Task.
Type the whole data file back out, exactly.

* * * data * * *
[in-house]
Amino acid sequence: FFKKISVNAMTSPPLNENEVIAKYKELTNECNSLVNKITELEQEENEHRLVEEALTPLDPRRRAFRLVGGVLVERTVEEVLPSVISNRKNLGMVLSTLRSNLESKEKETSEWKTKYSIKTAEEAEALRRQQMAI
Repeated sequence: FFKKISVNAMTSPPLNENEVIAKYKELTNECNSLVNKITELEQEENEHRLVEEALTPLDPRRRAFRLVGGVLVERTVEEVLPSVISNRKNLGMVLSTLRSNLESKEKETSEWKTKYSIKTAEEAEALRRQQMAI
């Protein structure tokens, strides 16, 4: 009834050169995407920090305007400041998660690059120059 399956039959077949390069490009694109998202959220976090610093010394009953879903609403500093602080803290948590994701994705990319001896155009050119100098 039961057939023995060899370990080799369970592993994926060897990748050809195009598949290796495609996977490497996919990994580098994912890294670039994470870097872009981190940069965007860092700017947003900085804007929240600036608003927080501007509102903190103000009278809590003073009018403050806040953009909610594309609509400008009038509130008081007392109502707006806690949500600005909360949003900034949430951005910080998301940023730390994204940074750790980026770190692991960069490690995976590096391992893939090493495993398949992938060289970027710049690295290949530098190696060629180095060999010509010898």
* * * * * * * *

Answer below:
[in-house]
Amino acid sequence: FFKKISVNAMTSPPLNENEVIAKYKELTNECNSLVNKITELEQEENEHRLVEEALTPLDPRRRAFRLVGGVLVERTVEEVLPSVISNRKNLGMVLSTLRSNLESKEKETSEWKTKYSIKTAEEAEALRRQQMAI
Repeated sequence: FFKKISVNAMTSPPLNENEVIAKYKELTNECNSLVNKITELEQEENEHRLVEEALTPLDPRRRAFRLVGGVLVERTVEEVLPSVISNRKNLGMVLSTLRSNLESKEKETSEWKTKYSIKTAEEAEALRRQQMAI
């Protein structure tokens, strides 16, 4: 009834050169995407920090305007400041998660690059120059 399956039959077949390069490009694109998202959220976090610093010394009953879903609403500093602080803290948590994701994705990319001896155009050119100098 039961057939023995060899370990080799369970592993994926060897990748050809195009598949290796495609996977490497996919990994580098994912890294670039994470870097872009981190940069965007860092700017947003900085804007929240600036608003927080501007509102903190103000009278809590003073009018403050806040953009909610594309609509400008009038509130008081007392109502707006806690949500600005909360949003900034949430951005910080998301940023730390994204940074750790980026770190692991960069490690995976590096391992893939090493495993398949992938060289970027710049690295290949530098190696060629180095060999010509010898």